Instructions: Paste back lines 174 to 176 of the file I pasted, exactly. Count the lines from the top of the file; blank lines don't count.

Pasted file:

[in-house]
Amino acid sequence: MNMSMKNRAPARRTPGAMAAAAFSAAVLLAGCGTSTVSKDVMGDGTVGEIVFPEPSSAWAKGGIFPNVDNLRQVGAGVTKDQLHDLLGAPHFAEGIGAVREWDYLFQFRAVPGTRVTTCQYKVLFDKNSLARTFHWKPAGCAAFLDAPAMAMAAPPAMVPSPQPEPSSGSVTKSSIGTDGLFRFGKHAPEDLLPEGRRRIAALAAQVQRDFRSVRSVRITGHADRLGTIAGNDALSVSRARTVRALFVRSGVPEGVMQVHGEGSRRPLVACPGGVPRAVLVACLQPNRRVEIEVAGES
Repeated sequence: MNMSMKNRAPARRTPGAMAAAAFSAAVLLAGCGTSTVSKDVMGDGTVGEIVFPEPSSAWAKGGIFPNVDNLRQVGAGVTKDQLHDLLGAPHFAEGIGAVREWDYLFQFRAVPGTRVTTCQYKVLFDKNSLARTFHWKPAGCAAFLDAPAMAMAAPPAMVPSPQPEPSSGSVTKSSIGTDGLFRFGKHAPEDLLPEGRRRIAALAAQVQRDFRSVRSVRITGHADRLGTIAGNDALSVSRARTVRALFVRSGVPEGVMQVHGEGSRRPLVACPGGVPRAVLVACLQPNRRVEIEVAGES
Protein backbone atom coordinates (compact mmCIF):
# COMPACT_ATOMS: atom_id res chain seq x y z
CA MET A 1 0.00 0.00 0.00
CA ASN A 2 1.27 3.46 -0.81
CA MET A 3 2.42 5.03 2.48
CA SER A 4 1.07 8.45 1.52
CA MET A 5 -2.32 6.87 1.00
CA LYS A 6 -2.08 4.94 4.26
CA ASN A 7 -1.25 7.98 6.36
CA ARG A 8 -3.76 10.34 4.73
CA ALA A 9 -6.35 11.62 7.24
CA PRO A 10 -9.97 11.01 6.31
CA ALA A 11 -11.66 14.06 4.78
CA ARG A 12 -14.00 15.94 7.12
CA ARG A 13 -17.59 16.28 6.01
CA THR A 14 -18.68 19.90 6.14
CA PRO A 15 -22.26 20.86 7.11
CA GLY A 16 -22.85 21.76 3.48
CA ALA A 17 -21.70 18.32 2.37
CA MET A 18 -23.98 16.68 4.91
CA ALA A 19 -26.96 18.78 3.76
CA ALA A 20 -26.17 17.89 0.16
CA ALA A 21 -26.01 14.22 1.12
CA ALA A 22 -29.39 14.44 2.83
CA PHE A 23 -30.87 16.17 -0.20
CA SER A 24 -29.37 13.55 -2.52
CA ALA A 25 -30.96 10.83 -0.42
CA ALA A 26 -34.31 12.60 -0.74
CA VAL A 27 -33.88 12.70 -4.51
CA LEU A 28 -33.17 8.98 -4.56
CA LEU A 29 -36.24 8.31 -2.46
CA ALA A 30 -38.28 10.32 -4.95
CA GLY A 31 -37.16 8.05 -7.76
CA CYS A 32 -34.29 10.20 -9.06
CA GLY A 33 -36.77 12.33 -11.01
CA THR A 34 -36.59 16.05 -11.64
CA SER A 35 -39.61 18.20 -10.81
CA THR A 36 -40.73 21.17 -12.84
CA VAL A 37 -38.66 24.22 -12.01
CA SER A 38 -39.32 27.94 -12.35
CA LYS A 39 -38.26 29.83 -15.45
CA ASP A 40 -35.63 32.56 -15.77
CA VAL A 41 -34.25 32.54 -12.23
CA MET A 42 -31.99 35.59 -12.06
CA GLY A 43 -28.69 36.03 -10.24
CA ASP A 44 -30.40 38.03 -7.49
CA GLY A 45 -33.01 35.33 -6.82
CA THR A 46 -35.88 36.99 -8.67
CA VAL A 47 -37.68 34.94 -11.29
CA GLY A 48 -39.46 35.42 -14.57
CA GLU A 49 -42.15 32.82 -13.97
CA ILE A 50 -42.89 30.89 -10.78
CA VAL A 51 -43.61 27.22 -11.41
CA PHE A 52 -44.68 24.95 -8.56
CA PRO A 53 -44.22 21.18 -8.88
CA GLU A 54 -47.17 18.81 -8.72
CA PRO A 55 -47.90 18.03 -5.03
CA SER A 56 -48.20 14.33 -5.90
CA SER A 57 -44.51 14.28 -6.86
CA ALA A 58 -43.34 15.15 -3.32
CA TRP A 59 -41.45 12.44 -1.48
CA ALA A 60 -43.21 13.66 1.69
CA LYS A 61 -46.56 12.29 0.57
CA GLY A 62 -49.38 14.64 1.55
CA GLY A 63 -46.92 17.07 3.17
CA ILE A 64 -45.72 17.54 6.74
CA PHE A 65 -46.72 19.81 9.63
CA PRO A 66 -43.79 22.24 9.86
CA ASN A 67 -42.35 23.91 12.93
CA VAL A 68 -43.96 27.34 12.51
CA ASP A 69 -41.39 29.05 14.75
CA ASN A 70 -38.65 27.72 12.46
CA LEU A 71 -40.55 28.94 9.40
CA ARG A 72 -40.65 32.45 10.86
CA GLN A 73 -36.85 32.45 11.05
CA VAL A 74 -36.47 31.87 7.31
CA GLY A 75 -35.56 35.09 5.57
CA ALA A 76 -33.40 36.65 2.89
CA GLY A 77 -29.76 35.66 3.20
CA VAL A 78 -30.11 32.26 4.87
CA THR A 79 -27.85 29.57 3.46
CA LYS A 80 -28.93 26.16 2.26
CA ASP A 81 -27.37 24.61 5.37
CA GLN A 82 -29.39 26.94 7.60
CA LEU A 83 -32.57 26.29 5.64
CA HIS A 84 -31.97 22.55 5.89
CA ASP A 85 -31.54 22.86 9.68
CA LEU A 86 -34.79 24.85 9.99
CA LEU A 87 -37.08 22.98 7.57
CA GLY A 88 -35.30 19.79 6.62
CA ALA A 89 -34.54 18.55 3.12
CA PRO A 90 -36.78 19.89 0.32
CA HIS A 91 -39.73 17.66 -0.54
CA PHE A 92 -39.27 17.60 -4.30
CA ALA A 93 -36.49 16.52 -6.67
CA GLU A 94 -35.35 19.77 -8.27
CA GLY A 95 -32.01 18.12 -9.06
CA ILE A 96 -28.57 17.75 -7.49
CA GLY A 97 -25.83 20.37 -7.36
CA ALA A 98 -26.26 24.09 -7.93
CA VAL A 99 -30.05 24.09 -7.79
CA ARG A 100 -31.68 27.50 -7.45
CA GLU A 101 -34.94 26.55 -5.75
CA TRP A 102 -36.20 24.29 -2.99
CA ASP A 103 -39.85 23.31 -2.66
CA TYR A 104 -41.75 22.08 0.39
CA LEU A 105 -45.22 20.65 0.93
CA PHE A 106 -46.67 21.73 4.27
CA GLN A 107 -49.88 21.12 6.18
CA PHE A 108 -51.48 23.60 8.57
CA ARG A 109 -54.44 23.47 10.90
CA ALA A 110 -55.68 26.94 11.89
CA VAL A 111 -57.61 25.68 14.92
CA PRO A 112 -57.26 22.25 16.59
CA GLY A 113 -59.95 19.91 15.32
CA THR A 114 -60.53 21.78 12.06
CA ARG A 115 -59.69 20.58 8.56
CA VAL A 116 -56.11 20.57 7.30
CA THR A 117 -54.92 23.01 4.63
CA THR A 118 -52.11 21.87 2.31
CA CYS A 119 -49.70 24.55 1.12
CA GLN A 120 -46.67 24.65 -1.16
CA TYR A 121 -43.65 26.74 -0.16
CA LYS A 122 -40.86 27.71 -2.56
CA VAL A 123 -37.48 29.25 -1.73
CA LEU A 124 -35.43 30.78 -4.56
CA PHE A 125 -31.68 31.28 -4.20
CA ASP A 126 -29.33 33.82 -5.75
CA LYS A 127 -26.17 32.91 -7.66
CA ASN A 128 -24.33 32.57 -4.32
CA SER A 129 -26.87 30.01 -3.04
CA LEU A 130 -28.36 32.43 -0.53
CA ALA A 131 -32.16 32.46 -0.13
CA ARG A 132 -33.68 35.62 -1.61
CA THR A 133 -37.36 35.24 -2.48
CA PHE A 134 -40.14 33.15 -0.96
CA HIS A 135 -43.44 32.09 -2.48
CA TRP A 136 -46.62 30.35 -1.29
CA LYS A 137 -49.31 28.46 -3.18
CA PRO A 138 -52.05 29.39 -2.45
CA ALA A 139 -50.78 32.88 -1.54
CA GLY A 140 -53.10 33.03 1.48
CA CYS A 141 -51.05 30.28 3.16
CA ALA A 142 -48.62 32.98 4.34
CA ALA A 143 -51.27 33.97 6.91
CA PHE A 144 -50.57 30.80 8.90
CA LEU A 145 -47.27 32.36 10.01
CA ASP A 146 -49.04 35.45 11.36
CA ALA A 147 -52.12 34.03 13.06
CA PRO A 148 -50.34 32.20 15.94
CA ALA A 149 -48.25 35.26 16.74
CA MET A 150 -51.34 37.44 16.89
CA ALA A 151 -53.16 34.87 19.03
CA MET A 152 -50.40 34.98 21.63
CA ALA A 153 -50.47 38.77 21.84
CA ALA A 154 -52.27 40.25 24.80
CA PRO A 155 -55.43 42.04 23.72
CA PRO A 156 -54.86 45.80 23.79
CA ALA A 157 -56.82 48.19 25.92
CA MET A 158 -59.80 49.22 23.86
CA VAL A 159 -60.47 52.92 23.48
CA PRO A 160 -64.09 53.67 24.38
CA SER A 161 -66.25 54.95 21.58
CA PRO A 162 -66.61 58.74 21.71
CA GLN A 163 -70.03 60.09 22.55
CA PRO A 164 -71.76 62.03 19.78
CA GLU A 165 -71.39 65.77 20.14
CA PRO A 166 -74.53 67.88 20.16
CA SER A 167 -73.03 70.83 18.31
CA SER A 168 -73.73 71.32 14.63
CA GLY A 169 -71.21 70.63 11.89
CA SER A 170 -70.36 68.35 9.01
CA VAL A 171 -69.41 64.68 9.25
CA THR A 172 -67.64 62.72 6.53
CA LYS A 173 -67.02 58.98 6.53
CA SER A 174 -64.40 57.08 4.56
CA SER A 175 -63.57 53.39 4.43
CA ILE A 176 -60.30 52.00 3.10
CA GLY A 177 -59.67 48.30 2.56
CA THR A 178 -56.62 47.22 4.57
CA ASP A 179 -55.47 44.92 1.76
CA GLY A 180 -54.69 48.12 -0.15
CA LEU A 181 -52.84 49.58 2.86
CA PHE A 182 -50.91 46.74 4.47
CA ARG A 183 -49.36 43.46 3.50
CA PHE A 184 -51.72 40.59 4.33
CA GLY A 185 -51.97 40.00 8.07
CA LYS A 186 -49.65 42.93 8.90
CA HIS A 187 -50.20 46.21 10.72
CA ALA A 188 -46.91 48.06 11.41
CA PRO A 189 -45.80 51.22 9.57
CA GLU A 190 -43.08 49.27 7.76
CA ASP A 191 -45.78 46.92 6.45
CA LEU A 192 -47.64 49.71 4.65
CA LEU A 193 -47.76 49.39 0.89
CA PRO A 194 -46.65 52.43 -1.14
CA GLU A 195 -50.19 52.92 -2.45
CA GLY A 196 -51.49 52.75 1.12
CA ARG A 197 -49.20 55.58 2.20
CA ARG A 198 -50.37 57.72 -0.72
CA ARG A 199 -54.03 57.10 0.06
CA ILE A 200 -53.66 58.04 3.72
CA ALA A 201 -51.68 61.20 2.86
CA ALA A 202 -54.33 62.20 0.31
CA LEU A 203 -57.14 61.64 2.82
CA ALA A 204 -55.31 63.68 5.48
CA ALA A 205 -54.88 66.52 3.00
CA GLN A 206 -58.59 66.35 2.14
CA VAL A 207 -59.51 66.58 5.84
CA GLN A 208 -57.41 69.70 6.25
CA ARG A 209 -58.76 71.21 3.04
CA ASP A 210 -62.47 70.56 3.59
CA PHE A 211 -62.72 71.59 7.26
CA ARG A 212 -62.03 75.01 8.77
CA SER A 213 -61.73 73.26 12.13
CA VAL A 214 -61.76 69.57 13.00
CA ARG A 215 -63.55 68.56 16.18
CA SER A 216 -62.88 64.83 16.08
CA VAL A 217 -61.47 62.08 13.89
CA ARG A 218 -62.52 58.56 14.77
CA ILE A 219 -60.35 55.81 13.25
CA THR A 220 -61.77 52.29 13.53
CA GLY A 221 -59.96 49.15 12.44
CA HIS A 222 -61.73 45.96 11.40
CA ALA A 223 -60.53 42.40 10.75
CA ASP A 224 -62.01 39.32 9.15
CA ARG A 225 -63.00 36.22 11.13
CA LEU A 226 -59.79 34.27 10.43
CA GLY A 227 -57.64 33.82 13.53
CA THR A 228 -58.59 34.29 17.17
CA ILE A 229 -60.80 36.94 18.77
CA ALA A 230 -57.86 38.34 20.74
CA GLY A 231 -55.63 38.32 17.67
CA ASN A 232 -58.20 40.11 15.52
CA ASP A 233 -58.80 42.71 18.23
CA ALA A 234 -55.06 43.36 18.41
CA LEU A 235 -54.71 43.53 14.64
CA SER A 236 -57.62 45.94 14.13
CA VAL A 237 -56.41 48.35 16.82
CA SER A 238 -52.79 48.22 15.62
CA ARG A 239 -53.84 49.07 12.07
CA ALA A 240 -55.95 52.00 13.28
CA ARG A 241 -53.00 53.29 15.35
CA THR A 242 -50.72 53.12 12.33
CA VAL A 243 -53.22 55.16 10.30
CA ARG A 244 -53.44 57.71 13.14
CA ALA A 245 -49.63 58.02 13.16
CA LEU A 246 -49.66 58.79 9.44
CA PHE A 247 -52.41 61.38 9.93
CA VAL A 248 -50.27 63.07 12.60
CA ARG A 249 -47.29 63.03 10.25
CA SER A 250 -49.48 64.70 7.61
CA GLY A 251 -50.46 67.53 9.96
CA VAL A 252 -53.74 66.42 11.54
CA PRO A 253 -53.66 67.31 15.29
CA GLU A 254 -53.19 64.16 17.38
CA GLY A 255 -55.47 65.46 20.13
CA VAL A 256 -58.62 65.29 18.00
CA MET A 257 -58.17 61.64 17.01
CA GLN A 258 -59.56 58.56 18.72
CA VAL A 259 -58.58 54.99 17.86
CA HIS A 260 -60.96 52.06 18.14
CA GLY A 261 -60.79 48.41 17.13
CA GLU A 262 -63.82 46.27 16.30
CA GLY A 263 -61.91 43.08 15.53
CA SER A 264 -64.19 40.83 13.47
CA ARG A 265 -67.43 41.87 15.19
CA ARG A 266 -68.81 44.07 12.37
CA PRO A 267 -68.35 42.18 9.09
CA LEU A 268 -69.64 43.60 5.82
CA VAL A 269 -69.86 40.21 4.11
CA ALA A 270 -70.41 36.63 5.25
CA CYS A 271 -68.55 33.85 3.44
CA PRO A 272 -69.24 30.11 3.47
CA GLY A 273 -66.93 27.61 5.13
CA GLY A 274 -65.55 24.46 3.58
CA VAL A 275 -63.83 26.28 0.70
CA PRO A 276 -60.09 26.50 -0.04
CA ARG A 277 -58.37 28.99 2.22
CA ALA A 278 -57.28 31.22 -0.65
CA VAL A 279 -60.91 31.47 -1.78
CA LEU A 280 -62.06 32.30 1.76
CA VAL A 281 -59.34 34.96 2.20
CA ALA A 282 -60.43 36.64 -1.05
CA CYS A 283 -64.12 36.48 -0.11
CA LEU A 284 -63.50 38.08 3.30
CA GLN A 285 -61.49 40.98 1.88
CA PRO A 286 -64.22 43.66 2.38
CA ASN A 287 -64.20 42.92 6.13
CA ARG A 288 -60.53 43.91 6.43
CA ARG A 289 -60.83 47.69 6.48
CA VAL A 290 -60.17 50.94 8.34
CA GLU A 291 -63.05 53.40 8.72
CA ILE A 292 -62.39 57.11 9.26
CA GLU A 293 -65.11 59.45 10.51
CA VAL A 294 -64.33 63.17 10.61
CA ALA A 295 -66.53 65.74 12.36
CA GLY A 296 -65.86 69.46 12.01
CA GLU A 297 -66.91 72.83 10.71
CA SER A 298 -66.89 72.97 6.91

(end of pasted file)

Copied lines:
CA GLY A 169 -71.21 70.63 11.89
CA SER A 170 -70.36 68.35 9.01
CA VAL A 171 -69.41 64.68 9.25